My question is about sharing code in my thesis. I ran simulations using ready data in my field from a book. After that, I compared the results with those from the book. Do I need to share my code or is sharing it optional? Because I already explained the methodology that I used for my thesis. Looking forward to your answer. I tried to find a proper answer but I couldn't find it.

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    Ask your advisor. Whether or not sharing code is "expected" is field dependent, but regardless, your advisor's opinion is the only one that matters (or at least it matters much more than any other consideration). – Morgan Rodgers Dec 23 '18 at 21:12
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    You could always put your code up on GitHub and include a reference to it in your thesis. But not including it (especially if your advisor/committee tells you not to) is not any sort of academic misconduct that will cause your thesis to be revoked. Something like that is only done for serious things (plagiarism, etc.) – Morgan Rodgers Dec 23 '18 at 21:28
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    @MorganRodgers Sounds like your comments would make a good answer. – Federico Poloni Dec 24 '18 at 11:32
  • This may depend on what field you are in. – Peter Shor Dec 24 '18 at 21:27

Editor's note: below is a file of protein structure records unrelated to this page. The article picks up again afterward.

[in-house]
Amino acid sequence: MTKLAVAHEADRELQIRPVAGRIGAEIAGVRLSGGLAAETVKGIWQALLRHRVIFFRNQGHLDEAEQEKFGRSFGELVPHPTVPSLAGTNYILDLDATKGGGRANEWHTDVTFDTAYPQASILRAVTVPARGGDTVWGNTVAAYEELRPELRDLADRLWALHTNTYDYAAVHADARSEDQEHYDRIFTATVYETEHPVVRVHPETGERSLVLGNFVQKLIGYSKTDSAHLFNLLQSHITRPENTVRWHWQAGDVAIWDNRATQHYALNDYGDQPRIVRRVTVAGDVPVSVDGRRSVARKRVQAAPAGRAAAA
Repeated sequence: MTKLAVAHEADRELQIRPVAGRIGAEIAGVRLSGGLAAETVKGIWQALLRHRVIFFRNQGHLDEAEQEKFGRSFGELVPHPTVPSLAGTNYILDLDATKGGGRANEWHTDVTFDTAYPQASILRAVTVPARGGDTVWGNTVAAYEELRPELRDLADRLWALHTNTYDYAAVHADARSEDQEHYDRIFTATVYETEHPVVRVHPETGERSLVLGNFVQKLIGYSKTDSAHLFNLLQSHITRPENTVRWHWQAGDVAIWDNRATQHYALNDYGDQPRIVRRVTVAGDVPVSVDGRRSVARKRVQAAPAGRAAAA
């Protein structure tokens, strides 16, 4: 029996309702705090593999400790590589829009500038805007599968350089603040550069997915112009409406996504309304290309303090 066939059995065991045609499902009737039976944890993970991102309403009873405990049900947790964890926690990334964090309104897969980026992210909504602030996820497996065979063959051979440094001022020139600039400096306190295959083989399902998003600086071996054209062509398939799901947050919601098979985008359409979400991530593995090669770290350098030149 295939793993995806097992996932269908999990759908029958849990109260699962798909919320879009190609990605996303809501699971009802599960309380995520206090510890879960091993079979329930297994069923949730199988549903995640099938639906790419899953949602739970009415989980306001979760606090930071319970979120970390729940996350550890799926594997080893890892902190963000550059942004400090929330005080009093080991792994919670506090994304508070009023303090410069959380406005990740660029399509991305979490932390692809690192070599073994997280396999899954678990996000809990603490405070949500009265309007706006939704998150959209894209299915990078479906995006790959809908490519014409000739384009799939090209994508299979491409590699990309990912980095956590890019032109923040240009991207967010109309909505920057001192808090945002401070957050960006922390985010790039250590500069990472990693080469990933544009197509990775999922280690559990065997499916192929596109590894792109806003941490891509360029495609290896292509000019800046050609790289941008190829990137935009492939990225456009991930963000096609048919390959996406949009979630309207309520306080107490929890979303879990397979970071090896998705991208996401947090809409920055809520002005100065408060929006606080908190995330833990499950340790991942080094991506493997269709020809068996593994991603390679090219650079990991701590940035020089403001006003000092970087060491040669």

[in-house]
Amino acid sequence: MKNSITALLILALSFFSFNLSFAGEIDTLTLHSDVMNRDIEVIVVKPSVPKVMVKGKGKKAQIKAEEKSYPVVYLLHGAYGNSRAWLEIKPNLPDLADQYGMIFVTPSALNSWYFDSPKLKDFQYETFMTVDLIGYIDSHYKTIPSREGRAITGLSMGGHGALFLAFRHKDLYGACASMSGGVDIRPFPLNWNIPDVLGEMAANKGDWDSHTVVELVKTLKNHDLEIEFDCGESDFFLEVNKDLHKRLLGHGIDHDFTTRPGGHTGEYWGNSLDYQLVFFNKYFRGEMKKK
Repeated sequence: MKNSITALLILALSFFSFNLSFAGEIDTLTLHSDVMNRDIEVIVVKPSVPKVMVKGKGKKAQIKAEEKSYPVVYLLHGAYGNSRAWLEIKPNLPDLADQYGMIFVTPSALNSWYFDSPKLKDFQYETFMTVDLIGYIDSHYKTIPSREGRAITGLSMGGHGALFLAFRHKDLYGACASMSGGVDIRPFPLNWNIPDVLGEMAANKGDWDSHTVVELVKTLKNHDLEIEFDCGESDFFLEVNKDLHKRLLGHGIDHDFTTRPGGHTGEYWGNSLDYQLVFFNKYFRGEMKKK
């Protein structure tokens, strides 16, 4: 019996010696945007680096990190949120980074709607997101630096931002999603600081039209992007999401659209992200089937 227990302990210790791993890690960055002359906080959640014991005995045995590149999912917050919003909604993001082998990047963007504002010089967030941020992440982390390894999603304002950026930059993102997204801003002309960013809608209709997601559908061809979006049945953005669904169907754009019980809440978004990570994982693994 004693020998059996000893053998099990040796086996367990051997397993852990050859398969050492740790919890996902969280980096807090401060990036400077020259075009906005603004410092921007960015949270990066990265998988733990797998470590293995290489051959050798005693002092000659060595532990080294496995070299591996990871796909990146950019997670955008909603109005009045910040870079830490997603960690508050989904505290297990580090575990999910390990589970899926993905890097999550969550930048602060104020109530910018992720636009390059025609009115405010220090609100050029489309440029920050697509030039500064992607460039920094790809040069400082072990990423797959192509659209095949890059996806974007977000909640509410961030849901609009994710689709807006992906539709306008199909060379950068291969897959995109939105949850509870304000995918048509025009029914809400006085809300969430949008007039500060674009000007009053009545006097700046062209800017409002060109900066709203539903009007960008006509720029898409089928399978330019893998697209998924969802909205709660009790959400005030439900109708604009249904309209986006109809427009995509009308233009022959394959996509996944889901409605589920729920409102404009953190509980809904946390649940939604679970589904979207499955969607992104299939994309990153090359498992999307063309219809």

If your advisor suggests not publishing your code then it would probably be a mistake to do so. How your thesis is handled is a matter for your advisor, your committee, and the university to handle. If they are satisfied then there is no danger of "cancellation" or other problem.

After your degree is granted you can make your own decisions in the future about what to publish and what not. I'll note that you can use your thesis as the basis of future publications and update it as you see fit, properly citing it, of course.

But it is the institute and no-one else who decides about your degree.


Your institute is the one who gives you your degree, revoking it is only going to happen if there is some sort of serious academic misconduct that they find out about much later. They know at the time you submit your thesis whether or not your code is included, so there is no reason that they would give you your degree knowing this, and then later deciding it is a reason to revoke your degree.

The most important thing is that your degree needs to be approved by your advisor and committee, so if your advisor says not to include it, don't. You could always put your code up on GitHub and include a reference to it in your thesis. (My thesis included my code at the end, as an appendix; I'm pretty sure no one ever looked at it).

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